THE MOTHER OF MODERN DANCE: MARTHA GRAHAM
The name Martha Graham is practically a synonym for the still young art form known as modern dance, which dates from her pioneering days in the late 1920’s. Often seen as a rebellion against the 350-year-old tradition of classical ballet, modem dance is the world’s first lasting alternative to that tradition.
Graham has been rightly called a genius and one of the greatest artists the United States has ever produced. Yet, as she is now over 90 years old, many people have wondered whether her legend will survive. This question is more to the point because change has certainly been a major factor in Graham’s career. In the early 1920’s, Graham came to feel that the radical changes brought by World War I required a new and different style of dancing. After attending a famous dance school in California called Denishawn, she and two other dancers made a dramatic breakaway from the Denishawn dance company.
In 1927, a reporter for the New York Times coined the term ‘modern dance’ to describe their new and innovative style. Graham’s early dances of the 1930’s were stark and simple; these contrast with the poetic theater pieces of the 1940’s and even more sharply with the complex dance-dramas based on Greek mythology that characterized the 1950’s and 1960’s.
In these, several performers would each portray different aspects of the same character’s personality. Often, scenes from the past, present, and future would occur at the same time, making it impossible to distinguish clearly one period of time from another. Even the dancers themselves don’t look the same as they once did.
The full-bodied dancers of the past, whose weight gave them a certain power, have been replaced by thinner dancers with a lighter style. In Graham’s view, these younger dancers are the product of diets and vitamins, but by using them, she has kept pace with the changing times. “The absolute thing is now,” she says, “change is the only constant.”
Not surprisingly, Graham’s changes of direction have caused controversy, and some of her most devoted admirers have been upset by her new work that does not fit their memories of her past. She protested strongly when, in 1984, an application for grant money was refused by a foundation that felt the artistic standards of her company were not what they used to be.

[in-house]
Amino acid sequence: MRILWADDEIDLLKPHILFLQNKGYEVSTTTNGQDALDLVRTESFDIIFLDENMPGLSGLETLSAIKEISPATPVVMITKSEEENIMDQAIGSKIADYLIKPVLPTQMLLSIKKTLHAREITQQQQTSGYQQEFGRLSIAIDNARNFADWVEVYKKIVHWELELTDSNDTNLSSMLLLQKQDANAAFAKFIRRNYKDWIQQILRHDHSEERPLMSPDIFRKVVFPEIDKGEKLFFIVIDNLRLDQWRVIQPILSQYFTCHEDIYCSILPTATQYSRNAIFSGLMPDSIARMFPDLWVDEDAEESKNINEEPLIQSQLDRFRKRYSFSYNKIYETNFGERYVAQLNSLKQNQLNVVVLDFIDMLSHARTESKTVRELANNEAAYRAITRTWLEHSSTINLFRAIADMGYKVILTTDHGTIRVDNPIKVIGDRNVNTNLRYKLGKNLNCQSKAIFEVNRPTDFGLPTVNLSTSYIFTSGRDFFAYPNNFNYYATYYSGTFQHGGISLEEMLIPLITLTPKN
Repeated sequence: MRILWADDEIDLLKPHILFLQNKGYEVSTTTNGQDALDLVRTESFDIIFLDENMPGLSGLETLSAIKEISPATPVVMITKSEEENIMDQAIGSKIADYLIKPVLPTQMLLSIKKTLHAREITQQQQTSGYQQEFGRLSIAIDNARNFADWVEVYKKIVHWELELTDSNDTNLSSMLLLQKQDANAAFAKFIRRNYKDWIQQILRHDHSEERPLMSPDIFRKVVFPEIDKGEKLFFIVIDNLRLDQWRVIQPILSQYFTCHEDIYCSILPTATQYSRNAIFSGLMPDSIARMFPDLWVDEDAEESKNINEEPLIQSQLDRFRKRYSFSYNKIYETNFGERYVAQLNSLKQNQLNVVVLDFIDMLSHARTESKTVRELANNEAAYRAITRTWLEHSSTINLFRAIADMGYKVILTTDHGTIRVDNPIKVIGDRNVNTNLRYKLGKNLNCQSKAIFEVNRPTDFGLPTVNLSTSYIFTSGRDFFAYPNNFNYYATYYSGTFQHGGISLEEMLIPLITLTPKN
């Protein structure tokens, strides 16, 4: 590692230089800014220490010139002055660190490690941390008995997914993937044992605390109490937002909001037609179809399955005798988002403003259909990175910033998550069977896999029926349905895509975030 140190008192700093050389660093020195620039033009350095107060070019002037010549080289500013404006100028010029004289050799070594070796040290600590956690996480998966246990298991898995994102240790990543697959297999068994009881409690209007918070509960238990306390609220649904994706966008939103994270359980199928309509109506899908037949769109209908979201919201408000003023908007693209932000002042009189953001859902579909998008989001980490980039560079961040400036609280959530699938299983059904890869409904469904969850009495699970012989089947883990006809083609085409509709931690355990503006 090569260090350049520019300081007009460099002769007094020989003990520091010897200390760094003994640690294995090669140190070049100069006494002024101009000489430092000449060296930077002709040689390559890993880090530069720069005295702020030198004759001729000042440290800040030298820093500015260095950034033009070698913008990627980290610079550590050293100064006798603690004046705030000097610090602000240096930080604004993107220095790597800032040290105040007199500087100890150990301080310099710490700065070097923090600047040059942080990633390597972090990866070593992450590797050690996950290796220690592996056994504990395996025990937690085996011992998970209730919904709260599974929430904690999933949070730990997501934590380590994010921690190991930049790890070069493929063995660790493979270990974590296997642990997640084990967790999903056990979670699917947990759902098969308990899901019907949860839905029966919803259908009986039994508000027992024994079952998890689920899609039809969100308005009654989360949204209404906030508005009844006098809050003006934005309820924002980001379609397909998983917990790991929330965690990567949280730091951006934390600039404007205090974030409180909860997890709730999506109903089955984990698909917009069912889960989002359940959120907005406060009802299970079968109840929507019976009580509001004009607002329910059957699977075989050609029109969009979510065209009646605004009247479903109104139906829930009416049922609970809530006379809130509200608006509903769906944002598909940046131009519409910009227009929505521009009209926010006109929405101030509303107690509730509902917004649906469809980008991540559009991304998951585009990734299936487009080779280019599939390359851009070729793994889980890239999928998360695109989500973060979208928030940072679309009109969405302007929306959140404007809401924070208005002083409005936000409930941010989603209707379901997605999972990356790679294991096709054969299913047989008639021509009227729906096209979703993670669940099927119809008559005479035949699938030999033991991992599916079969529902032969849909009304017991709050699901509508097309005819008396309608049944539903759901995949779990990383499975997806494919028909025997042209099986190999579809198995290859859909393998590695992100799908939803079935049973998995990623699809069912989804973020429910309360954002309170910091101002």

Yet, despite the changes and controversy, one of Graham’s beliefs has remained fixed over the years: that dance expresses emotion we often try to hide and cannot express in words. “I don’t want to be understandable,” she declared. “I want to be felt.”
Graham’s dances are open to many interpretations, and like abstract painters, she invites the viewer to bring his or her emotions to the work, to complete the picture. She remembers being influenced by Wassily Kandinsky when, as a young woman, she happened to see a painting of his a slash of red against a field of blue – and decided, “I will dance like that.”
Mark the best choice.
1. Modern dance is associated with the name Martha Graham .
a) because she was the first to dance in the modern style
b) as she is one of the best artists in the USA
c) due to her rebellious personality as a young woman
d) since she is the person who devised the term
2. Martha Graham .
a) changed her career following the social transformations brought by World War I
b) persuaded other dancers to leave the Denishawn dance company
c) believed that a new style of dancing was necessary to go with the changes after the war
d) left the dance company after she became famous enough to make changes in the world of dance
3. Graham’s early dances .
a) were based on themes derived from Greek mythology
b) were different from the dance-dramas as they avoided complexity
c) were based on the different types of human personality
d) were influenced by the style of performers of the 1930’s
4. In the plays and dance-dramas of the mid-1900’s, .
a) the same artist played different aspects of a character’s personality
b) there was only one main character
c) scenes from different periods took place at the same time
d) Both (b) and (c).
5. In the past, .
a) it was desirable for dancers to be well-built
b) dancers were not as powerful as they are now
c) dancers had a different style
d) Both (a) and (c)